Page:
At the time, the CEFC said it hoped the commitment would demonstrate the bankability of large-scale renewables projects in Australia and help allay concerns about merchant risk, as an increasing number of wind and solar projects turned to the merchant market.

But not much has really shifted.

Infradebt, however, says its new Ethical Fund has a strong pipeline of renewable energy investment opportunities, including several solar farms, wind farms and embedded generation projects – some of which will be revealed in more detail in coming weeks.

“We (are) looking at both solar and wind,” Austin told RE, adding that the early projects were “most likely to be solar” because they would be quicker to get up and running, to take advantage of current electricity market conditions.

“We’ve found a sort of sweet spot with (solar) projects ranging from 5MW to 30/40MW range,” he said.

Austin also noted that Future Super had been a “very big supporter” of getting the Infradebt Ethical Fund to this stage, and was now keen to demonstrate to its members how the renewable energy market could be leveraged.

“There’s been much debate of late about the capacity of Australia’s superannuation sector to fund nation-building infrastructure projects like solar farms and social infrastructure,” said Future Super founder and managing director Simon Sheik, in comments on Monday.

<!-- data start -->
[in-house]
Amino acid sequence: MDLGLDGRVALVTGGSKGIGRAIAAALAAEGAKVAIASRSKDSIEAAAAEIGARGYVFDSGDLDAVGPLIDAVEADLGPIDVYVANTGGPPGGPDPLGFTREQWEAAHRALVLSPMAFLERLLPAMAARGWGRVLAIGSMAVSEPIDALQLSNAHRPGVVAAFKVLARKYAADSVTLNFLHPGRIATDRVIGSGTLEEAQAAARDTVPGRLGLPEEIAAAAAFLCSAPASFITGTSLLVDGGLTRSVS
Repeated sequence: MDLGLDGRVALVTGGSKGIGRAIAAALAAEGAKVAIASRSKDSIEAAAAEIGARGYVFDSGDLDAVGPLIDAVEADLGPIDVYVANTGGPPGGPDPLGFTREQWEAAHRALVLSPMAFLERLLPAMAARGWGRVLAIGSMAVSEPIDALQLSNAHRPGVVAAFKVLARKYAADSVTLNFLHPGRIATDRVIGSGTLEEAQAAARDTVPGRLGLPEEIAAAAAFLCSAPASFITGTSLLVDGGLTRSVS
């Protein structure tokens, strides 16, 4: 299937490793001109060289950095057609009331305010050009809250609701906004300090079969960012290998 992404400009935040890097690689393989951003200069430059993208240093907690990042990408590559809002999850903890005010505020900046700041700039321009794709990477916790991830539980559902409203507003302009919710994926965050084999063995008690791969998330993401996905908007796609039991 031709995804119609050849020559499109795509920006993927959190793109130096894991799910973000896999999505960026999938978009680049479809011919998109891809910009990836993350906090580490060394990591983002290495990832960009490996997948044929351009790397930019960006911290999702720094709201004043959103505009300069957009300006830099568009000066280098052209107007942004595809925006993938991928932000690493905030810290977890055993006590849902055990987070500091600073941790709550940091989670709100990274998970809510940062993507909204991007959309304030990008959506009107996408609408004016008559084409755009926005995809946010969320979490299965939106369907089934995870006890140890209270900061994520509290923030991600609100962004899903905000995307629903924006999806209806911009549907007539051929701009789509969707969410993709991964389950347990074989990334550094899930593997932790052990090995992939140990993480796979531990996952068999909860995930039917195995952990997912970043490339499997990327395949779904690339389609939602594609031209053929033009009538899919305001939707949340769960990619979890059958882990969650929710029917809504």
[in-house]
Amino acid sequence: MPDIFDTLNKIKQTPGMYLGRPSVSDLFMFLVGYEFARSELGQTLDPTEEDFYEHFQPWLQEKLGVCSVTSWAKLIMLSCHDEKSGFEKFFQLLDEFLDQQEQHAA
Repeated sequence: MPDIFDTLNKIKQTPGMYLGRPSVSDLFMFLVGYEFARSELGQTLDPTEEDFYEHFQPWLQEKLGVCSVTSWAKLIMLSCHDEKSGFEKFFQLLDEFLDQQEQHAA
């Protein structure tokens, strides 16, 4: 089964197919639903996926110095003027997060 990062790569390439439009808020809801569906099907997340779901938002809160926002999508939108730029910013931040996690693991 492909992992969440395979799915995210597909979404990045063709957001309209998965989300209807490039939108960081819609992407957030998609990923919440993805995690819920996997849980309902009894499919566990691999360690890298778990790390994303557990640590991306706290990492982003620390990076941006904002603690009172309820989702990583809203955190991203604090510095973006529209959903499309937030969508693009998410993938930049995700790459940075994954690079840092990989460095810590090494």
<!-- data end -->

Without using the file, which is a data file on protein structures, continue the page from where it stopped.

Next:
“Our investment in this fund is one way we are making sure Future Super members grow their retirement savings whilst helping build a sustainable future.”

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  1. Chris Drongers 3 years ago

    Debt funding by aggregating super contributions is very welcome. While $50M is a small amount, this will hopefully be leveraged (10:1?) to inject significant funding into these smaller, quicker to approve and build, merchant generators. Success in initial investments would then encourage more funding into the business model.

    Having a plethora of smaller, independently operating merchant generators will presumably cut the ground out from under the gaming of generation/pricing by the incumbent utilities. Especially until storage becomes very cheap, merchant generators have no option but to bid into markets at the going rate.

    • christopher 3 years ago

      it is a lack of funding that is stopping the small projects underway – I thought that their approvals were delayed as the Federal Government insists that their funding is from overseas ? This really annoys me as government then is giving licence to foreign investors to recover their costs via the energy retailers, which is via our electricity bills; rather we need a model of australian investment.

      • Chris Drongers 3 years ago

        Foreign funding required? This needs teasing out. Does the money have to come from overseas or is the Australian sourced funding just not available (innovation friendly Australia my posterior, and apart from press releases Big Mal has done little to support innovation)